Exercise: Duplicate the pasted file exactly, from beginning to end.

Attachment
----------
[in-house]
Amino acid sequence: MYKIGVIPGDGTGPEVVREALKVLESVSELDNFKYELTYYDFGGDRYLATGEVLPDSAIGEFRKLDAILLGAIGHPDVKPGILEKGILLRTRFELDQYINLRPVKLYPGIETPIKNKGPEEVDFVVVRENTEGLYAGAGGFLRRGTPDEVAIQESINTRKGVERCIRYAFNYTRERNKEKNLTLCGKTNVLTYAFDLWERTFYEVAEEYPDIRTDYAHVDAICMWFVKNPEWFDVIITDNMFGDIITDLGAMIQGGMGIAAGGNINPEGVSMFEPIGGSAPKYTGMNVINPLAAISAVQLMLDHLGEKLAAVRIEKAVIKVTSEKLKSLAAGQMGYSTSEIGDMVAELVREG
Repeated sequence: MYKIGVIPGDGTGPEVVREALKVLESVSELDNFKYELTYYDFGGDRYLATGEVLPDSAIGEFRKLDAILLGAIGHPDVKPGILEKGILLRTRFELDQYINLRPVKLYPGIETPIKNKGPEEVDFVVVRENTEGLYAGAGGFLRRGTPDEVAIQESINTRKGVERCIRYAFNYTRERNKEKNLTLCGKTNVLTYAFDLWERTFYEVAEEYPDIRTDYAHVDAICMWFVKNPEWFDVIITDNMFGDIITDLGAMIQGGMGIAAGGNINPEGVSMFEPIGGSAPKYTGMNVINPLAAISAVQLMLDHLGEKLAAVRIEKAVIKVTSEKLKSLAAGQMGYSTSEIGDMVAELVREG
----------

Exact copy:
[in-house]
Amino acid sequence: MYKIGVIPGDGTGPEVVREALKVLESVSELDNFKYELTYYDFGGDRYLATGEVLPDSAIGEFRKLDAILLGAIGHPDVKPGILEKGILLRTRFELDQYINLRPVKLYPGIETPIKNKGPEEVDFVVVRENTEGLYAGAGGFLRRGTPDEVAIQESINTRKGVERCIRYAFNYTRERNKEKNLTLCGKTNVLTYAFDLWERTFYEVAEEYPDIRTDYAHVDAICMWFVKNPEWFDVIITDNMFGDIITDLGAMIQGGMGIAAGGNINPEGVSMFEPIGGSAPKYTGMNVINPLAAISAVQLMLDHLGEKLAAVRIEKAVIKVTSEKLKSLAAGQMGYSTSEIGDMVAELVREG
Repeated sequence: MYKIGVIPGDGTGPEVVREALKVLESVSELDNFKYELTYYDFGGDRYLATGEVLPDSAIGEFRKLDAILLGAIGHPDVKPGILEKGILLRTRFELDQYINLRPVKLYPGIETPIKNKGPEEVDFVVVRENTEGLYAGAGGFLRRGTPDEVAIQESINTRKGVERCIRYAFNYTRERNKEKNLTLCGKTNVLTYAFDLWERTFYEVAEEYPDIRTDYAHVDAICMWFVKNPEWFDVIITDNMFGDIITDLGAMIQGGMGIAAGGNINPEGVSMFEPIGGSAPKYTGMNVINPLAAISAVQLMLDHLGEKLAAVRIEKAVIKVTSEKLKSLAAGQMGYSTSEIGDMVAELVREG